Habitat has a stunning range of modern, affordable, designer kitchenware
I have to confess that Habitat is a shop which I had rather forgotten about, which really was a mistake and rather a shame, as it is full of really quite nice, bright, modern and well designed pieces, including a fab selection of kitchenware.
The reason for my visit was to attend a supperclub at Platform, in the King’s Road store; a large bright space used to showcase design and talent.
Firstly it was time to have a poke around the kitchenware, with the bright retro flora Freda range of trays, storage jars, mugs and textiles – very reasonable priced at £5 for a mug to £15 for a large tray.
The hand-dipped stoneware Elzora range reminded me of Japanese ceramics, they are fluid and organic and because they are hand dipped each piece is different. At £8 for a dinner plate, or £12 for a handled bowl, some pieces will be making their way into my prop collection very soon.
I bought a smaller version of this 34cm green glazed Sintra platter – and am really rather hankering after the full size one to use for parties.
Other gems were the faceted Deacon jug for £25, striking black and white Eliott bakeware (£13 – £25), coloured glasses and the Dewar tin can shaped utensil holder (£8). Oh for more space and an unlimited budget to enable me to stock up!
For those like me, who remember the 1970s and are feeling nostalgic, Habitat is still selling the ubiquitous chicken brick for £30. These terracotta cooking vessels act like a clay oven and seal in moisture, then they will product the perfectly brown and succulent roast chicken. I can clearly remember my mother using her chicken brick, but really cannot remember if it actually made any difference to the end result.
Platform at Habitat King’s Road
Platform is a large, bright open space above the front of the store, easily enough room to seat 70, with twice that number for a party. It was really rather lovely to sit down with a glass of wine watching the red London buses go past outside. It would make an ideal studio space and I already have a hankering to move in and set up my camera and tripod.
Our chef for the evening was Blo Deady, private chef and supper club host. The food was classically seasonal modern British, showcasing the best of the ingredients. The type of food that is utterly brilliant in its simplicity and leaves you wondering “Why didn’t I think of that?”. I am not altogether surprised to learn that Blo worked for Sally Clarke for 9 years (which reminds me that I am well overdue a return visit).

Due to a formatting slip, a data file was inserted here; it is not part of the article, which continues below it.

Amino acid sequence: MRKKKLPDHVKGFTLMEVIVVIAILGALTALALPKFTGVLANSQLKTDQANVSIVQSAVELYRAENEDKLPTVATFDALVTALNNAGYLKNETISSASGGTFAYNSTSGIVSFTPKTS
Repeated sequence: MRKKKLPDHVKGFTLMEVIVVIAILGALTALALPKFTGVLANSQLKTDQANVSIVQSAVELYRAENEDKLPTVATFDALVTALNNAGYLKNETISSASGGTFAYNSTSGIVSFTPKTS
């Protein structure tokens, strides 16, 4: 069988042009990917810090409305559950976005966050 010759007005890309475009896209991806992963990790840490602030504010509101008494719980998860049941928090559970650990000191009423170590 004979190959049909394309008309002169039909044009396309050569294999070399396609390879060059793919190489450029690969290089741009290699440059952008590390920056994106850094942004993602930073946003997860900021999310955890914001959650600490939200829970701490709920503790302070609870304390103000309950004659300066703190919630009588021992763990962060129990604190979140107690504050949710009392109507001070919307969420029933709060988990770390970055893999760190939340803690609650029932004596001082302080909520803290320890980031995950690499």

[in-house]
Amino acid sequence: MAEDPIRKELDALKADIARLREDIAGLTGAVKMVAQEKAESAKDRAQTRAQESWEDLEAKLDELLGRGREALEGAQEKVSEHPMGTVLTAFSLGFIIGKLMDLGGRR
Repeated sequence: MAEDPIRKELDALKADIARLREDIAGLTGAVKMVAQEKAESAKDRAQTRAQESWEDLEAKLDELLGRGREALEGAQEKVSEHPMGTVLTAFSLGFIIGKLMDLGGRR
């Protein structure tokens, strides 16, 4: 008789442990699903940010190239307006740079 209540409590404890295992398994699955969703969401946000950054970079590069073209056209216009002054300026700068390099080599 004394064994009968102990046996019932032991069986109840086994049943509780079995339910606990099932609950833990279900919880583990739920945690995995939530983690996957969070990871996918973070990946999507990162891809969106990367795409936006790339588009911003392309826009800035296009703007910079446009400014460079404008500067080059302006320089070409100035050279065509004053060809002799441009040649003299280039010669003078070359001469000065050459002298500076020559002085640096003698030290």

After several glasses of prosecco we sat down at the long tables, and met our fellow supper club guests. We started with burrata served with asparagus and romesco, followed by tender pink spring lamb served on a bed of herbed cannellini beans with harissa. The beans were just right – with some but not too much bite, the harissa balanced, full of flavour was heated without being fiery or overwhelming.
Pudding was my favourite of pavlova – a crispy shell and soft marshallowy interior topped with a cloud of vanilla cream, strawberries and pistachios (the recipe can be found here). I think I might need to apologise to my neighbours for being very greedy with the salted caramel chocolates, and home made After Eights (infinitely better than the shop ones).
Several glasses of wine (those Habitat wine glasses are vast) made for a very convivial evening, helped by Blo’s delicious food, conversation, live music and a West London location a very short Uber ride from the flat.
Tickets were £70 for a three course meal, with wine, petit fours and coffee & tea. Details of Blo’s supper clubs can be found here.
We were the guests of Habitat. Many thanks to them and Blo for a lovely evening. As always all opinions our own.